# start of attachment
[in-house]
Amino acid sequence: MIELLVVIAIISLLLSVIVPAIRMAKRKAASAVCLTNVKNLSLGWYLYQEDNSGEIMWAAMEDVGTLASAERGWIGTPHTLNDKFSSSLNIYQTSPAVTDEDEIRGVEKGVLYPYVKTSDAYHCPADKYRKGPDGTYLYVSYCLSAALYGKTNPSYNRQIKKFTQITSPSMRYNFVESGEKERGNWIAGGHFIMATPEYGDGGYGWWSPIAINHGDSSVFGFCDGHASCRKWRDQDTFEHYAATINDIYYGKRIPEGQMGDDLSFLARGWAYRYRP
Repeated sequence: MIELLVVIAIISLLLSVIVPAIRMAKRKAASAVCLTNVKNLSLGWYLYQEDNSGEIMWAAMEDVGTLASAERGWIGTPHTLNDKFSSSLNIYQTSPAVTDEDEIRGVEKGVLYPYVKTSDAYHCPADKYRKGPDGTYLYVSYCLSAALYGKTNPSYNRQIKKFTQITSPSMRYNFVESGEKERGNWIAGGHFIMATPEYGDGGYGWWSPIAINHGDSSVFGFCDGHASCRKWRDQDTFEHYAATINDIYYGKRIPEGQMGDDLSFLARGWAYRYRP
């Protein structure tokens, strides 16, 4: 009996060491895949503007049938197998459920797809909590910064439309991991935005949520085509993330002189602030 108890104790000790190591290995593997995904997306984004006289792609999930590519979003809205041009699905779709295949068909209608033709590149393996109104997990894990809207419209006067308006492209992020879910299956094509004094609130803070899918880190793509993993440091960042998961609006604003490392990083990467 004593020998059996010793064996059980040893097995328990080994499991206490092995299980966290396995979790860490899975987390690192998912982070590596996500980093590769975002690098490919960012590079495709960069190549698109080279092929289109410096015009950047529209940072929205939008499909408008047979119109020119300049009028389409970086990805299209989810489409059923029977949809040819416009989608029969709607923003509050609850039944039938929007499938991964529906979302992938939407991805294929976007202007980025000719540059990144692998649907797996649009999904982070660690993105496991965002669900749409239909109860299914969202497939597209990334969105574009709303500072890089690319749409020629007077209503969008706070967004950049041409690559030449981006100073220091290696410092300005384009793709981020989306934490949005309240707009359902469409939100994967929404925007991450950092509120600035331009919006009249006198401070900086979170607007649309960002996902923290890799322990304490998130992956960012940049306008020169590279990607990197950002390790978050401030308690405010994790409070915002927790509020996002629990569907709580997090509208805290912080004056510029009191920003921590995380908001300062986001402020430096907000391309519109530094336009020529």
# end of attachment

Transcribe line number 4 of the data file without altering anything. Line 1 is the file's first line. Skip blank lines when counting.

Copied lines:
């Protein structure tokens, strides 16, 4: 009996060491895949503007049938197998459920797809909590910064439309991991935005949520085509993330002189602030 108890104790000790190591290995593997995904997306984004006289792609999930590519979003809205041009699905779709295949068909209608033709590149393996109104997990894990809207419209006067308006492209992020879910299956094509004094609130803070899918880190793509993993440091960042998961609006604003490392990083990467 004593020998059996010793064996059980040893097995328990080994499991206490092995299980966290396995979790860490899975987390690192998912982070590596996500980093590769975002690098490919960012590079495709960069190549698109080279092929289109410096015009950047529209940072929205939008499909408008047979119109020119300049009028389409970086990805299209989810489409059923029977949809040819416009989608029969709607923003509050609850039944039938929007499938991964529906979302992938939407991805294929976007202007980025000719540059990144692998649907797996649009999904982070660690993105496991965002669900749409239909109860299914969202497939597209990334969105574009709303500072890089690319749409020629007077209503969008706070967004950049041409690559030449981006100073220091290696410092300005384009793709981020989306934490949005309240707009359902469409939100994967929404925007991450950092509120600035331009919006009249006198401070900086979170607007649309960002996902923290890799322990304490998130992956960012940049306008020169590279990607990197950002390790978050401030308690405010994790409070915002927790509020996002629990569907709580997090509208805290912080004056510029009191920003921590995380908001300062986001402020430096907000391309519109530094336009020529």